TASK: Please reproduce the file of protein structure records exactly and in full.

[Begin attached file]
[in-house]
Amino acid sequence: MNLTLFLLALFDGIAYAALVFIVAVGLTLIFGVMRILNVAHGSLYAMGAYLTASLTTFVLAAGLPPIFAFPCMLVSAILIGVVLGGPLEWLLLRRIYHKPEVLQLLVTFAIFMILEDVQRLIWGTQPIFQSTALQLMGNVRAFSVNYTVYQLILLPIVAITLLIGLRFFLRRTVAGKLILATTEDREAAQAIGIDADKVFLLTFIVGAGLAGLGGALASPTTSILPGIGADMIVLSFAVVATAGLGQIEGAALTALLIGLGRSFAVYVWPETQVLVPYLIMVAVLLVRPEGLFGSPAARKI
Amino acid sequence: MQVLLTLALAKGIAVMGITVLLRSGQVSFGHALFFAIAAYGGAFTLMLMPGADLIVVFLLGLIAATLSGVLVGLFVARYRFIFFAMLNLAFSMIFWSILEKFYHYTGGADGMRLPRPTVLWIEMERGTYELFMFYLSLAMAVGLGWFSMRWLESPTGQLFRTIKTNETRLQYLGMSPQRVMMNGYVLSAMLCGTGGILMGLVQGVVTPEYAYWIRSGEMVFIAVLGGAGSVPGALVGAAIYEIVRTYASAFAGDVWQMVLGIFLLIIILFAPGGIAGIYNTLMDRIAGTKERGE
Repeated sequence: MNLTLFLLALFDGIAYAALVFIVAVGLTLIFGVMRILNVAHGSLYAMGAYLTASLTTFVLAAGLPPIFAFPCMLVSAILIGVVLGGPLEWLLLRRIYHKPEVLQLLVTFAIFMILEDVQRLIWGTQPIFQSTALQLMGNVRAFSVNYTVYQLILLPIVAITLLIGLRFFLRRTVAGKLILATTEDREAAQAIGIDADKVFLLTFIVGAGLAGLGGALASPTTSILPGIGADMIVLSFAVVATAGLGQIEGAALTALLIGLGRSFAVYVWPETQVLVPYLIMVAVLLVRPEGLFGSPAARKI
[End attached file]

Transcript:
[in-house]
Amino acid sequence: MNLTLFLLALFDGIAYAALVFIVAVGLTLIFGVMRILNVAHGSLYAMGAYLTASLTTFVLAAGLPPIFAFPCMLVSAILIGVVLGGPLEWLLLRRIYHKPEVLQLLVTFAIFMILEDVQRLIWGTQPIFQSTALQLMGNVRAFSVNYTVYQLILLPIVAITLLIGLRFFLRRTVAGKLILATTEDREAAQAIGIDADKVFLLTFIVGAGLAGLGGALASPTTSILPGIGADMIVLSFAVVATAGLGQIEGAALTALLIGLGRSFAVYVWPETQVLVPYLIMVAVLLVRPEGLFGSPAARKI
Amino acid sequence: MQVLLTLALAKGIAVMGITVLLRSGQVSFGHALFFAIAAYGGAFTLMLMPGADLIVVFLLGLIAATLSGVLVGLFVARYRFIFFAMLNLAFSMIFWSILEKFYHYTGGADGMRLPRPTVLWIEMERGTYELFMFYLSLAMAVGLGWFSMRWLESPTGQLFRTIKTNETRLQYLGMSPQRVMMNGYVLSAMLCGTGGILMGLVQGVVTPEYAYWIRSGEMVFIAVLGGAGSVPGALVGAAIYEIVRTYASAFAGDVWQMVLGIFLLIIILFAPGGIAGIYNTLMDRIAGTKERGE
Repeated sequence: MNLTLFLLALFDGIAYAALVFIVAVGLTLIFGVMRILNVAHGSLYAMGAYLTASLTTFVLAAGLPPIFAFPCMLVSAILIGVVLGGPLEWLLLRRIYHKPEVLQLLVTFAIFMILEDVQRLIWGTQPIFQSTALQLMGNVRAFSVNYTVYQLILLPIVAITLLIGLRFFLRRTVAGKLILATTEDREAAQAIGIDADKVFLLTFIVGAGLAGLGGALASPTTSILPGIGADMIVLSFAVVATAGLGQIEGAALTALLIGLGRSFAVYVWPETQVLVPYLIMVAVLLVRPEGLFGSPAARKI